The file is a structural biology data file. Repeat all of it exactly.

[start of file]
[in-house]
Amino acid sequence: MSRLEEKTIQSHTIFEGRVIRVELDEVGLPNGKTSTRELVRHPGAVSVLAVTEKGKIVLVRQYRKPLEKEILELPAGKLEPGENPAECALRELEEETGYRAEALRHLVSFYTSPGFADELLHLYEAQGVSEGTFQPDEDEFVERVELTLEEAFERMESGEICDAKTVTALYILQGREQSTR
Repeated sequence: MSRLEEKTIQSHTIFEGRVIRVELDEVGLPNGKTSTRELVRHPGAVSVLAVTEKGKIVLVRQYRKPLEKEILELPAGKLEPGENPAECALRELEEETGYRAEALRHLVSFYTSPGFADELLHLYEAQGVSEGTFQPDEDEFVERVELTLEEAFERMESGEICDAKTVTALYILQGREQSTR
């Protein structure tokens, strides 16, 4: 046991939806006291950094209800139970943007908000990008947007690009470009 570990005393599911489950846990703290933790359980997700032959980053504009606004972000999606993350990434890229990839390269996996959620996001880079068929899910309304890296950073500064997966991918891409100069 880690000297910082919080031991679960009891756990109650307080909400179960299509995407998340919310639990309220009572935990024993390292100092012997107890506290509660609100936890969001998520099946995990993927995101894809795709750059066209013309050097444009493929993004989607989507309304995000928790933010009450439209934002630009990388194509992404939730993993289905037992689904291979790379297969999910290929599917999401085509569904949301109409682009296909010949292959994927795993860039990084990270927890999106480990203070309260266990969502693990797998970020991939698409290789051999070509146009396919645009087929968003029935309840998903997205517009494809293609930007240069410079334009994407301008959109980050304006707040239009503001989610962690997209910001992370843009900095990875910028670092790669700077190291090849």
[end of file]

[in-house]
Amino acid sequence: MSRLEEKTIQSHTIFEGRVIRVELDEVGLPNGKTSTRELVRHPGAVSVLAVTEKGKIVLVRQYRKPLEKEILELPAGKLEPGENPAECALRELEEETGYRAEALRHLVSFYTSPGFADELLHLYEAQGVSEGTFQPDEDEFVERVELTLEEAFERMESGEICDAKTVTALYILQGREQSTR
Repeated sequence: MSRLEEKTIQSHTIFEGRVIRVELDEVGLPNGKTSTRELVRHPGAVSVLAVTEKGKIVLVRQYRKPLEKEILELPAGKLEPGENPAECALRELEEETGYRAEALRHLVSFYTSPGFADELLHLYEAQGVSEGTFQPDEDEFVERVELTLEEAFERMESGEICDAKTVTALYILQGREQSTR
């Protein structure tokens, strides 16, 4: 046991939806006291950094209800139970943007908000990008947007690009470009 570990005393599911489950846990703290933790359980997700032959980053504009606004972000999606993350990434890229990839390269996996959620996001880079068929899910309304890296950073500064997966991918891409100069 880690000297910082919080031991679960009891756990109650307080909400179960299509995407998340919310639990309220009572935990024993390292100092012997107890506290509660609100936890969001998520099946995990993927995101894809795709750059066209013309050097444009493929993004989607989507309304995000928790933010009450439209934002630009990388194509992404939730993993289905037992689904291979790379297969999910290929599917999401085509569904949301109409682009296909010949292959994927795993860039990084990270927890999106480990203070309260266990969502693990797998970020991939698409290789051999070509146009396919645009087929968003029935309840998903997205517009494809293609930007240069410079334009994407301008959109980050304006707040239009503001989610962690997209910001992370843009900095990875910028670092790669700077190291090849």